Feeding the continuation of support garnered during the Women’s March on Washington, the United University Professors (UUP) Chapter of New Paltz decided to approach the newest movement, “A Day Without Women,” in an innovative way that would allow members to participate without striking.
On Wednesday, March 8, UUP members gathered outside Jacobson Faculty Tower in order to show solidarity for International Women’s Day. At 11 a.m., members adorned in red began encouraging passersbys to support their symbolic approach by taking photos and celebrating International Women’s Day.
Members were quick to discuss the importance of addressing issues regarding the female role in workforces.
Member of executive committee for the UUP and co-chair for New Paltz Chapter of Women’s Rights and Concerns Committee Kiersten Greene explained that while the union couldn’t legally strike due to Taylor Law, a law that prevents NYS municipal workers from doing just that, they collectively decided to do something symbolic in order to show support for the people who were taking part in abstaining from going to work.
Greene cited a lack of recognition for women as the reason for their efforts being so necessary.
“Women still make less than men do even though women typically tend to work more than men do,” she said. “Here at SUNY New Paltz women are still being underpaid and I think bringing in the economic factor today really drives it home.”
SUNY New Paltz associate professor of anthropology and active UUP Member Dr. Lauren Meeker explained that “A Day Without Women” would easily put into perspective the impact women have on everyday life.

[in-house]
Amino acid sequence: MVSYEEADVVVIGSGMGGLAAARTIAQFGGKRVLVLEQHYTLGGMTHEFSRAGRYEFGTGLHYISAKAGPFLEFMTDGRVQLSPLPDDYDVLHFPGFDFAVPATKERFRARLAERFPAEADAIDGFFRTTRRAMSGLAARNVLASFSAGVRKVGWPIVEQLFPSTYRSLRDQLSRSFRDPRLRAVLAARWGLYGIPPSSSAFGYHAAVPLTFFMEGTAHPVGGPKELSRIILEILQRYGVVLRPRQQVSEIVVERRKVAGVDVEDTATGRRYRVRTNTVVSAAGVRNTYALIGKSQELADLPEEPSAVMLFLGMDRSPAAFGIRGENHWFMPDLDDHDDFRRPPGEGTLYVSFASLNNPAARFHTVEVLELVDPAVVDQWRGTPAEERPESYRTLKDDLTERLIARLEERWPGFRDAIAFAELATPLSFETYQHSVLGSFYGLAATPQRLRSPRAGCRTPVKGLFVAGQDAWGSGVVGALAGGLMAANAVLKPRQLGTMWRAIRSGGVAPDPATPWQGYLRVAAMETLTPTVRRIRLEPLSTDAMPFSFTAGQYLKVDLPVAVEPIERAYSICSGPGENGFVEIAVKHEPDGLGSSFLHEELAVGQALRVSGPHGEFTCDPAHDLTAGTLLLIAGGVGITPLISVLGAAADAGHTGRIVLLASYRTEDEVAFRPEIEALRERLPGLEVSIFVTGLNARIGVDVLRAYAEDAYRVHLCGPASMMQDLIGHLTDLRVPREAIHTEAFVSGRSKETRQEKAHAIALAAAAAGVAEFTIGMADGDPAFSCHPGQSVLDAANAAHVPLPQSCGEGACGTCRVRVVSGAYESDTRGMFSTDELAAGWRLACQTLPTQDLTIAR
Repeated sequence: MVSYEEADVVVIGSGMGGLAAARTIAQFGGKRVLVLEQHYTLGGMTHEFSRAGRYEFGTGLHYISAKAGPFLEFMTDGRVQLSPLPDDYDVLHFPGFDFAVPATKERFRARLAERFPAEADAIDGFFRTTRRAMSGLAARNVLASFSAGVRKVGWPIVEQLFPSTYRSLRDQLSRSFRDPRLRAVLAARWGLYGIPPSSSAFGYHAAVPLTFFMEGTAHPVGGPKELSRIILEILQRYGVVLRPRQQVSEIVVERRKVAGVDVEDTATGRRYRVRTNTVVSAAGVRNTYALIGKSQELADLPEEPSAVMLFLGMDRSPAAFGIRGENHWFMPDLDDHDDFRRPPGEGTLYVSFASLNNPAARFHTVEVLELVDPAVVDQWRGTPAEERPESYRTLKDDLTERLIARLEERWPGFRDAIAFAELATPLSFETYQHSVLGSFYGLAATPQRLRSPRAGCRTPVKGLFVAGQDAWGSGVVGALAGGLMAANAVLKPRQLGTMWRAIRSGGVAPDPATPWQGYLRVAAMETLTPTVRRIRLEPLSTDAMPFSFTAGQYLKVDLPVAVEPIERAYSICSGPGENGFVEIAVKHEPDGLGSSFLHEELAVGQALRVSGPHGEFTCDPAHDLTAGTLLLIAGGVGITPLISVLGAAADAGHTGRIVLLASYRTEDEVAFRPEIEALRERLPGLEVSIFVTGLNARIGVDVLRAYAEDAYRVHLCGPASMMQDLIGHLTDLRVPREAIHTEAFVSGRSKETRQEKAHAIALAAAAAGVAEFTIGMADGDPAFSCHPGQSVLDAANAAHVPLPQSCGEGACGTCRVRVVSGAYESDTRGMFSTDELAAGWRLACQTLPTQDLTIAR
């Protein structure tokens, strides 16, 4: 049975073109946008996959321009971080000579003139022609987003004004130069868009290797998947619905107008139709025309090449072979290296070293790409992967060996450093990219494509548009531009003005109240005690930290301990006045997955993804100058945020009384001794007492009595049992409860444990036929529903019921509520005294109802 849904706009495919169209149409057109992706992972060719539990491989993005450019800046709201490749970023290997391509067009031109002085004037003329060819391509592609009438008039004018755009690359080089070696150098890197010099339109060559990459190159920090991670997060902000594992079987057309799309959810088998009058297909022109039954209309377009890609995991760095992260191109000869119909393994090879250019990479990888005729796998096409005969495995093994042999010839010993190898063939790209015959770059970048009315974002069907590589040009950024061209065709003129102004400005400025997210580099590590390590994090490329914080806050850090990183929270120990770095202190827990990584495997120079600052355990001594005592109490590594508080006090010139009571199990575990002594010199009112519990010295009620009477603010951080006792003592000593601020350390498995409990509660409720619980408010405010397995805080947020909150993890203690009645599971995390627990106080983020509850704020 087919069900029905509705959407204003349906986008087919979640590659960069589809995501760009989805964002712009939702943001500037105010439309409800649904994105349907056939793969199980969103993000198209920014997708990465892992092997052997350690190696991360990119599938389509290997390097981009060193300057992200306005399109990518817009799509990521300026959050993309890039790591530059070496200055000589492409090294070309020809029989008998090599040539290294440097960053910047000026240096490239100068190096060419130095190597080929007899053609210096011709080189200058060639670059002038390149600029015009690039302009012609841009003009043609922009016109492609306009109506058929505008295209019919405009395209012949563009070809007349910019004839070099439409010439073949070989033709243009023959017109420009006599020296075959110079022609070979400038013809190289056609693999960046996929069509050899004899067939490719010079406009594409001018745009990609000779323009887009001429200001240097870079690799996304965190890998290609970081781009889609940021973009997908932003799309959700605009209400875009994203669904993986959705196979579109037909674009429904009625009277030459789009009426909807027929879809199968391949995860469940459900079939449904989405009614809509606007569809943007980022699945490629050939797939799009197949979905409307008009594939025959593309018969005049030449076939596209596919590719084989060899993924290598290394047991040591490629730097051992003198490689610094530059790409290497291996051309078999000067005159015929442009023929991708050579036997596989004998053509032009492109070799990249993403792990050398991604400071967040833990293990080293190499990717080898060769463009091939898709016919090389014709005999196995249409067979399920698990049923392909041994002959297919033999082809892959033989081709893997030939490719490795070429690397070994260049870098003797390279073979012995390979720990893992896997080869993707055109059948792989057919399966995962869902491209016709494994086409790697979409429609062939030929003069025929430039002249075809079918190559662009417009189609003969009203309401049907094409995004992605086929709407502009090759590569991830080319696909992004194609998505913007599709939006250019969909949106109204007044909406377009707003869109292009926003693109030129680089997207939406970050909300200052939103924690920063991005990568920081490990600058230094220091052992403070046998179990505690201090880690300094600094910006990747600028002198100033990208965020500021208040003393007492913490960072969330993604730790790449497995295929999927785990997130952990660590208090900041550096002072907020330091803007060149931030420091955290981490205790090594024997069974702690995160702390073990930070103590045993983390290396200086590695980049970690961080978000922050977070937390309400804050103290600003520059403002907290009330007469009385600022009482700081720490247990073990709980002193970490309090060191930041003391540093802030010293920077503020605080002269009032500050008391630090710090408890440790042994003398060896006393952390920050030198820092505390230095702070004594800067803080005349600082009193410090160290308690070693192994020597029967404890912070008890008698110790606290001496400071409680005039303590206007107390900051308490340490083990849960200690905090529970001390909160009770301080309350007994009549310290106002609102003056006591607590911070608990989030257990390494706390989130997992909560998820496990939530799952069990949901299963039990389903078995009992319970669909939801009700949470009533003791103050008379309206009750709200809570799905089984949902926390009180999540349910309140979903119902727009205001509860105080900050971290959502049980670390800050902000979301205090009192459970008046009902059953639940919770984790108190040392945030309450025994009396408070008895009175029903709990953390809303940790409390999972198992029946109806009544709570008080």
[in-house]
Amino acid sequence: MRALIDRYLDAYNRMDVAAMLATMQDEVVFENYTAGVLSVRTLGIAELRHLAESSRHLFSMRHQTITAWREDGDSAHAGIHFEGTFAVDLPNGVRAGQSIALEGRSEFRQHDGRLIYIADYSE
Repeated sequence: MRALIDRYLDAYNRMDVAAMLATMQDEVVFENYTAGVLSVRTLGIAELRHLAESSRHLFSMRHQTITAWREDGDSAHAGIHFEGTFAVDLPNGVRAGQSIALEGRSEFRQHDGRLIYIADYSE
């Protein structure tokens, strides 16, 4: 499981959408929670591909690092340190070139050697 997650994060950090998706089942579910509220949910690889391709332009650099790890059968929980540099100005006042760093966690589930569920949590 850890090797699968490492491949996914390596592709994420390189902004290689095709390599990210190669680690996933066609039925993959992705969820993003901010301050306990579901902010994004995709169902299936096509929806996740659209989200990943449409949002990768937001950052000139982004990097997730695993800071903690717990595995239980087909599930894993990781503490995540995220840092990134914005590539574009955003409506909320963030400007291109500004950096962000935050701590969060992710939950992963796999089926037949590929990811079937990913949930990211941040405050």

“Women’s March on Washington organized ‘A Day Without Women’ in order to visualize what the world would look like without women partaking in their labor or spending money,” Meeker said.
In lieu of these continued efforts, SUNY New Paltz professor of Composition, Rhetoric and Women’s Literature Kathena Hasbrouck-Degrassi commended the actions being made to better the conditions for women on campus although there is still work to be done.
“I can’t speak, unfortunately, for student awareness as a whole, because there are surely some people who haven’t taken notice or who don’t read the news,” she said. “But I’m pretty confident that there is at the very least a basic understanding that there is still some drastic inequality rampant at home and abroad,” she said.
Hasbrouck-Degrassi cites 2017 as the year those who might’ve once been quiet have begun to find their voice.